“Cringe” is truly one of the most interesting cultural and linguistic phenomena specific to our generation. Cringe, as an emotion, is just an intense second-hand embarrassment, something that might make you want to “shrivel up on yourself” (the verb’s original meaning). But we moved beyond that meaning a long time ago. Cringe is now primarily used as a descriptive word; when we exclaim “That’s so cringe!” we’re not indicating that something is making us cringe. In fact, most of us, when we type that sentence, aren’t even feeling remotely embarrassed. Instead, cringe has become a signifier for a category of actions. What that category of actions constitutes is incredibly interesting due to its infinite variety, but for the most part, we use it in a derogatory manner. We use it to mock and laugh at the person who is doing something we know better than to do. This use is not particularly empathetic and we should dive deeper than merely accept cringe to mean something that makes us, the viewer, feel embarrassed.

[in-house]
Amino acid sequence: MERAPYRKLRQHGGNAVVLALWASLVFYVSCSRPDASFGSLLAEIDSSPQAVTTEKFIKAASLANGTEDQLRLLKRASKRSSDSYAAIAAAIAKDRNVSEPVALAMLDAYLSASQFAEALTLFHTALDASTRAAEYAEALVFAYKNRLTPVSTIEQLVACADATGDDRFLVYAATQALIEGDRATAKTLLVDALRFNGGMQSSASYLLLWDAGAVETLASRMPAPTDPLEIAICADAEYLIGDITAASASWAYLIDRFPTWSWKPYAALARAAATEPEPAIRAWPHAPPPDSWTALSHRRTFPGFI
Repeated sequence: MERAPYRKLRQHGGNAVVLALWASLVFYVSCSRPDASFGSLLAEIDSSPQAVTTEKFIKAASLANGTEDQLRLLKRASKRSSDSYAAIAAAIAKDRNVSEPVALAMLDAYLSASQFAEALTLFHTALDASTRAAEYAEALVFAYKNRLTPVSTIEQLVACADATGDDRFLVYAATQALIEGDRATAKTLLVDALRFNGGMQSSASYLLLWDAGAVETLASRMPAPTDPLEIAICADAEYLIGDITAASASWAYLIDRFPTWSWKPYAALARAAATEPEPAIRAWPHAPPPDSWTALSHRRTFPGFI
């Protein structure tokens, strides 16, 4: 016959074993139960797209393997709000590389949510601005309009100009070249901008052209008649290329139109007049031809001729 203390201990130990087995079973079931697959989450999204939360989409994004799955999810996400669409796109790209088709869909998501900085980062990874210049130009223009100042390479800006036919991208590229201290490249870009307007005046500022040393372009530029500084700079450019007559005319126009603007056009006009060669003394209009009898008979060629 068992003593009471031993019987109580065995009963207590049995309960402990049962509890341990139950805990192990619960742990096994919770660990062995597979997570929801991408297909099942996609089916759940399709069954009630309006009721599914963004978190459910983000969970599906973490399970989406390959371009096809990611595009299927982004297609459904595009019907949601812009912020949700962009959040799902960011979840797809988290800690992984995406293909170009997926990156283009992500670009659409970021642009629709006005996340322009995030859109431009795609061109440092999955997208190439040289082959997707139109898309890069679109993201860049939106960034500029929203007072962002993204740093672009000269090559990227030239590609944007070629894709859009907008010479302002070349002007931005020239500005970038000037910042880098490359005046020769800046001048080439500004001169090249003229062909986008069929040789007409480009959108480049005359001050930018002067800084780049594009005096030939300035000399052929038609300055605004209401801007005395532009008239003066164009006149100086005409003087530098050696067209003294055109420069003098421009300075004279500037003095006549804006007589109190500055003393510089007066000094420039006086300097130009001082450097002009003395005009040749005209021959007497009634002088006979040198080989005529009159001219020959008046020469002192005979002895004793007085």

There are two other meanings that the phrase can then have. One, a normative claim, implying that the doer should feel embarrassed about their actions. Or two, that the actions are embarrassing simpliciter. In the second case, the embarrassment caused doesn’t need to fall on a particular person but can fall on a collective as a whole. In this case, the actions are considered “shameful,” where shameful doesn’t mean “shame-causing,” but implies actions the collective disapproves of.
In these two senses of this word, I think cringe culture has its most pernicious effects. When cringeness enters the social and political sphere, coupled with a constantly lowering threshold of what is considered cringe, it becomes a tool for social self-segregation and political gatekeeping.
In the social sphere, it becomes something synonymous with “uncool.” Cool, as an aesthetic term, has incredible nuance, and could be dissected endlessly, but the simplest and most accepted meaning of how we use it currently is “a trait or an action that is socially accepted, admired and considered desirable.” And in that sense, “cool” is one of the most important criteria for social self-segregation. You like people that you consider cool, you want to hang out with them, and you want them to be your friends. And you do not like people you consider cringe.